Why Ovechkin and Trotz are a perfect match

Nick Kypreos and Glenn Healy get To The Point to debate whether Alex Ovechkin is coachable, whether goalies can be faces of franchises and whether they’d trade Jordan Eberle or Nail Yakupov.

LEDUC, Alberta – Barry Trotz always had that team in Nashville that could play defence. But the Predators never seemed to score enough goals to do much damage in the playoffs.

Meanwhile, scoring has never been an issue for Alex Ovechkin. He had 51 tucks last season and already has five goals in five games this fall. Problem is, after leading the NHL in goals last season, Ovechkin finished with a minus-35 rating — third worst in a league of 886 players.


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And for a player of his pedigree who is closing in on 700 NHL games, his paltry 58 playoff games tells the real story of his career in Washington. If they are ever going to win a Stanley Cup, Ovechkin and Trotz need each other — and both of them know it.

We’re still in the honeymoon of this relationship, with the Capitals unbeaten at 3-0-2 as they open their three-game Western Canadian swing against the Edmonton Oilers tonight. Yet it seemed fitting to ask Trotz, Washington’s fifth head coach since Ovechkin entered the league in 2005, how he plans to get the 51 goals out of his superstar winger, but shore up the minus-35 defensive rating.

“Dominik Hasek used to say, a star player starts each year at minus-10,” began the coach, referring to the desperate situations near the end of games, when a team goes all out to score and so often gives a goal up. Or the fact that the best players face the best competition, and thus, are bound to surrender more goals than someone playing against the other team’s fourth line.

“So star players start out at minus-10. How (Ovechkin) got the other minus-25, I’m not quite sure,” Trotz said with a laugh. “There are some things in his game that he is committed to change. Not all of (his deficiencies) were Alex’s fault. Some of the things he was asked to do, it probably took away from him defensively. The player that I know has been very good in all those areas.”

Normally in a column about Ovechkin and his Washington Capitals, it’s right around now where one points out that nothing this club does in the regular season matters anymore. That after winning their division five out of six seasons between 2008 and 2013 — but never even making it to a Conference Final — it’s all about the post-season for this club.

There is only one problem with that however: Last season the Caps missed the playoffs altogether. That has furnished the new coach with a very receptive group of players.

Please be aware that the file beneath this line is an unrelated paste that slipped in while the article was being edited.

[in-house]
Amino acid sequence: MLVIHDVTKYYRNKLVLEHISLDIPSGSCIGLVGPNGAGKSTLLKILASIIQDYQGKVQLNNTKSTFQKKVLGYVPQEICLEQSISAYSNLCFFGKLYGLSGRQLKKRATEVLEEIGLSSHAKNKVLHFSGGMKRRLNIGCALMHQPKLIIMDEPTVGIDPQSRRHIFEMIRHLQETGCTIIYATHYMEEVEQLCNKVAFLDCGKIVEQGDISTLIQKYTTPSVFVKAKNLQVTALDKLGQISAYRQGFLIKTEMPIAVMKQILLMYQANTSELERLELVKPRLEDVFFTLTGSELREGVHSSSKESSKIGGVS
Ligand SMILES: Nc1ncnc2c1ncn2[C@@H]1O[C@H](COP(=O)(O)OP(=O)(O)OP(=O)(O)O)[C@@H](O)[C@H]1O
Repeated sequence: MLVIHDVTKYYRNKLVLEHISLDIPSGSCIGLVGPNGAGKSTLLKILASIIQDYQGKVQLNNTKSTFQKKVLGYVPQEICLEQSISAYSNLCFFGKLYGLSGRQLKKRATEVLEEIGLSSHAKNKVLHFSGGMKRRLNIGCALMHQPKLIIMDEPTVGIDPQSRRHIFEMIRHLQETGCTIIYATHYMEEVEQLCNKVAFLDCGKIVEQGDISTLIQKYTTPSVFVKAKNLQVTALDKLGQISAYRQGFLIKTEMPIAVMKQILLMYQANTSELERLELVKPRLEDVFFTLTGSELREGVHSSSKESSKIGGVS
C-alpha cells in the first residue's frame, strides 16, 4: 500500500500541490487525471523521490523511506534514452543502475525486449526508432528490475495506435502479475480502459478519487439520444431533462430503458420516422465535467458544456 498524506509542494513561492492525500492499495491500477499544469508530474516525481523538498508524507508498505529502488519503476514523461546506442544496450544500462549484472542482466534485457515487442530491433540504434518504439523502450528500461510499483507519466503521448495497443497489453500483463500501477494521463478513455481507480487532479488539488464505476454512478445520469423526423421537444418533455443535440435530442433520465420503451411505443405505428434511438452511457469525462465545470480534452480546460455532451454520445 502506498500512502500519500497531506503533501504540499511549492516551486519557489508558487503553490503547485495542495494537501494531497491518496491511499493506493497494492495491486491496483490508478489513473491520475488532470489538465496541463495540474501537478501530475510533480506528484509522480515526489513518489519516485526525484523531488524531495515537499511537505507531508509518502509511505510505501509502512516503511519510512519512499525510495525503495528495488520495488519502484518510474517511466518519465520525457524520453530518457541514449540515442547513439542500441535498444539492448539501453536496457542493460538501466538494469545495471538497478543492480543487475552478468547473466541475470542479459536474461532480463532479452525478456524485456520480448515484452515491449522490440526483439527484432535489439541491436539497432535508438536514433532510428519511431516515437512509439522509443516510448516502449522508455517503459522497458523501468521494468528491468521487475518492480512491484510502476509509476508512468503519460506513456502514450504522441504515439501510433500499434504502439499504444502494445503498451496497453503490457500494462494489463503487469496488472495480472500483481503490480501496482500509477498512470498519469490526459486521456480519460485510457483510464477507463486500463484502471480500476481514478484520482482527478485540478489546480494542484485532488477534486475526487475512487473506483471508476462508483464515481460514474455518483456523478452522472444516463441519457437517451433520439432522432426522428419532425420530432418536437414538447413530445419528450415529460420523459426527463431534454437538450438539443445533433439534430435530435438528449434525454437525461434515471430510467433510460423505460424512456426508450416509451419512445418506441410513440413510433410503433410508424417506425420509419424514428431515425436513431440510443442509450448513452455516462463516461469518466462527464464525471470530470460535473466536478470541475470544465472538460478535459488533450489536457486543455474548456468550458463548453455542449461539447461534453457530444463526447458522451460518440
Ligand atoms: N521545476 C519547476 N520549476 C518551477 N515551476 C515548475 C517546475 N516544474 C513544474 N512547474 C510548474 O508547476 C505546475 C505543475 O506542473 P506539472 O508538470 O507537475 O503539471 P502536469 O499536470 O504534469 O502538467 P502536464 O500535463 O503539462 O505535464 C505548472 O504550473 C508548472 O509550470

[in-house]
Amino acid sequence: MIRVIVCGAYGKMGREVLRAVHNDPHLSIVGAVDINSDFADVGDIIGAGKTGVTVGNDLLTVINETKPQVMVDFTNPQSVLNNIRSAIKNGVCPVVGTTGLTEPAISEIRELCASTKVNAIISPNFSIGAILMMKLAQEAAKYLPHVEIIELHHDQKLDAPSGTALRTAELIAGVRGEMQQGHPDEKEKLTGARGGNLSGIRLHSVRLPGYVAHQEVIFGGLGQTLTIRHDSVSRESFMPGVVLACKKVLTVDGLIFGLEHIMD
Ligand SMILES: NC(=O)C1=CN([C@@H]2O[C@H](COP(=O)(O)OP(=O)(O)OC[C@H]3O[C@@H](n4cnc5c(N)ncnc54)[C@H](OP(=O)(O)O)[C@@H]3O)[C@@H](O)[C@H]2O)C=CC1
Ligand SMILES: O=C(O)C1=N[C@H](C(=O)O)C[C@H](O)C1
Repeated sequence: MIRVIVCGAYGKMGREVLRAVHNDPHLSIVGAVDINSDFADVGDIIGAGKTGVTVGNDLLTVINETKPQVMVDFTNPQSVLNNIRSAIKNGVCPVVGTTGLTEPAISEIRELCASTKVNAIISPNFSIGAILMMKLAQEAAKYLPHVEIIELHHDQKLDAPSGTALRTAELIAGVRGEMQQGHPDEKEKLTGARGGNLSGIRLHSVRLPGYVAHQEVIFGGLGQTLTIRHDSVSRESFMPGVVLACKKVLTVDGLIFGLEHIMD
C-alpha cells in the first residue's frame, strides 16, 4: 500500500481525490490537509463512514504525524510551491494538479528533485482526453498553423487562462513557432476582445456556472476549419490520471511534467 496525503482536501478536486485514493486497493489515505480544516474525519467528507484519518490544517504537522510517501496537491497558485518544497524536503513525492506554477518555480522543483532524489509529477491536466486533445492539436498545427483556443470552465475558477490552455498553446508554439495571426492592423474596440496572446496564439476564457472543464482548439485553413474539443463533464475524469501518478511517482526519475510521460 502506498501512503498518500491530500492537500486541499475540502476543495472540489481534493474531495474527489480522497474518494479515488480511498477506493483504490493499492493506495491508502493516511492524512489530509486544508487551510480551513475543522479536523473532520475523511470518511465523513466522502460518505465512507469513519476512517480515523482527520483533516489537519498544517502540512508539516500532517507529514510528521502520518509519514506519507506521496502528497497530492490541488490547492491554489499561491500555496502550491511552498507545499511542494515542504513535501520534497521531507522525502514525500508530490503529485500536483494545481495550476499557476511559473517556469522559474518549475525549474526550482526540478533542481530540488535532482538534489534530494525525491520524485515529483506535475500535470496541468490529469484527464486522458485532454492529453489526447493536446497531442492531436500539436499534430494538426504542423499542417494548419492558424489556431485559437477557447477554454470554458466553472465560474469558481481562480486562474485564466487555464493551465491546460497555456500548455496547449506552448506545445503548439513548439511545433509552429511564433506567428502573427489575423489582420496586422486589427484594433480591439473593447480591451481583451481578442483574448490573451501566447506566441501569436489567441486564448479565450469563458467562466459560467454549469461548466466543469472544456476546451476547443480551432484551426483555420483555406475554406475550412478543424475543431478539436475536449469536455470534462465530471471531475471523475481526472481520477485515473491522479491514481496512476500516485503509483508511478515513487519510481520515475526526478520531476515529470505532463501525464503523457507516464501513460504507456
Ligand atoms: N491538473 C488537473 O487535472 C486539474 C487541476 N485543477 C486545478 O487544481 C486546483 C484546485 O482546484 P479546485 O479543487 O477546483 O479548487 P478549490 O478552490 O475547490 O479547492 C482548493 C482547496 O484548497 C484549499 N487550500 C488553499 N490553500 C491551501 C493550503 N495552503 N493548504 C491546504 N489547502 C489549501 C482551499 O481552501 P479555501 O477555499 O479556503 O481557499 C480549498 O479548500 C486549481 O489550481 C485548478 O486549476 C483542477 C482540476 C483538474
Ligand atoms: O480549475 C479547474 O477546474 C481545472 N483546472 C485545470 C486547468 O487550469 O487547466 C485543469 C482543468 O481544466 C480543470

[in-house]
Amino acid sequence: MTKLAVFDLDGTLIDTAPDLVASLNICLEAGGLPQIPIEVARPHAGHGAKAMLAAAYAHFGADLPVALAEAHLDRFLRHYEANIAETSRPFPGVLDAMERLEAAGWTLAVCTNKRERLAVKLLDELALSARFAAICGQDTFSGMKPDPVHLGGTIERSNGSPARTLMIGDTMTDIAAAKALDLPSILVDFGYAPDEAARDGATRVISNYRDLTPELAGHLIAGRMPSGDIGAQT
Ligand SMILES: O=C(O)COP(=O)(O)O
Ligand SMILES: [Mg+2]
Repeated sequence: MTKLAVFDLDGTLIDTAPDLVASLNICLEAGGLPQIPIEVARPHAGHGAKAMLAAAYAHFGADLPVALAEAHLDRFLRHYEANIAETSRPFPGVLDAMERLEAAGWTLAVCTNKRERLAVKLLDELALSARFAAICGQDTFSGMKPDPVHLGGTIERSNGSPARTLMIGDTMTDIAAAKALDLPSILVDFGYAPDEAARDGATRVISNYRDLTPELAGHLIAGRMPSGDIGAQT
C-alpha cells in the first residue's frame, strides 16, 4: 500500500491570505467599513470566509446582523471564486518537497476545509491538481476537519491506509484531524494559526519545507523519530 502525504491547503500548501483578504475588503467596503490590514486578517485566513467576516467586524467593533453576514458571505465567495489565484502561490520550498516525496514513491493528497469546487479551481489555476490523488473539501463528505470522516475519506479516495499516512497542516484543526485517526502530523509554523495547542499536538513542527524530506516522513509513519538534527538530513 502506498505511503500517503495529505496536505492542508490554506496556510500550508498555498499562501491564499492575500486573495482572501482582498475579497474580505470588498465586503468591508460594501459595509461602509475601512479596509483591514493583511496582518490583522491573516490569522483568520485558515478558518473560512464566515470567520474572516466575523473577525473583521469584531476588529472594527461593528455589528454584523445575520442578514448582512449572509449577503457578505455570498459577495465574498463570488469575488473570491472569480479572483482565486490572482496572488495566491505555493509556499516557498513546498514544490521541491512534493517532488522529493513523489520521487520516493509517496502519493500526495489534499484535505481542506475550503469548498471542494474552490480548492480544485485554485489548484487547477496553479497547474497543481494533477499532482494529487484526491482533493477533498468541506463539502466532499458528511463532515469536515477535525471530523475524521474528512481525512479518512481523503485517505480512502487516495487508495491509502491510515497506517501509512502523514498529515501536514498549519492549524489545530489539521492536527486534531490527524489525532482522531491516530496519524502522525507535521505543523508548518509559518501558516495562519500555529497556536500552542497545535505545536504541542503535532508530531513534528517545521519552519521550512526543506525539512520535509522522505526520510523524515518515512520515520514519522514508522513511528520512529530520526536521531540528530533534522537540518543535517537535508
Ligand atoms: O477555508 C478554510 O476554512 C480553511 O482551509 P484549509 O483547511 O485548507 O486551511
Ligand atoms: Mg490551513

“It put me in a good spot when they didn’t make the playoffs,” Trotz admits, “because there is a very proud group of players in there who want to be back, who want to be relevant. And you’re not relevant unless you get back in the playoffs. So, they’ve been really receptive.”

Trotz set out to change the culture in D.C., the oft-heard cry of the new hockey exec. “I just think (it was) a little bit of the inmates were running the asylum,” he said before the season began. “I think there’s good talent, and I felt it needed some order.”

So one of the first people he sat down with was Ovechkin. To get his thoughts on how to help the captain succeed, no doubt?

“Actually, no,” said Ovechkin, standing in a rear hallway of the Leduc Recreation Complex, where the Caps bee-lined for practice after disembarking at Edmonton International around lunchtime Tuesday. “We had our meetings, and everything was fine. But we didn’t talk about what I want. We talked about what the team wants, and what the team needs.

“Everyone knows how I can play, how (Backstrom) can play, and Greener. We just have to be not individuals. We have to be a group.”

The Caps core is in its prime. Ovechkin and Mike Green are 29. Nicklas Backstrom turns 27 in a month. Like their coach, a 52-year-old with 15 NHL seasons behind him, the time has come. No more seasoning is required.

The first thing Trotz did is move Ovechkin back to left wing. (Lord helps the Professional Hockey Writers Association.)

“He’s better there. More dangerous there. He’s faster, more dynamic,” Trotz explained. “He has that 90 (degree) cut. He can throw pucks through people. He creates more speed and opportunity over there. Why do you want to take away a person’s strength? That’s the way I looked at it.”

Washington is all Ovechkin knows, and this season marks the beginning of the back half of the 13-year, $124 million deal he inked back in 2008. Trotz, however, will see the other side now. From Shea Weber and a thick defensive system in Nashville, to running with Ovi in Washington.

Which style is more fun to coach?

“Winning is fun to coach,” he decides. “That trumps everything.”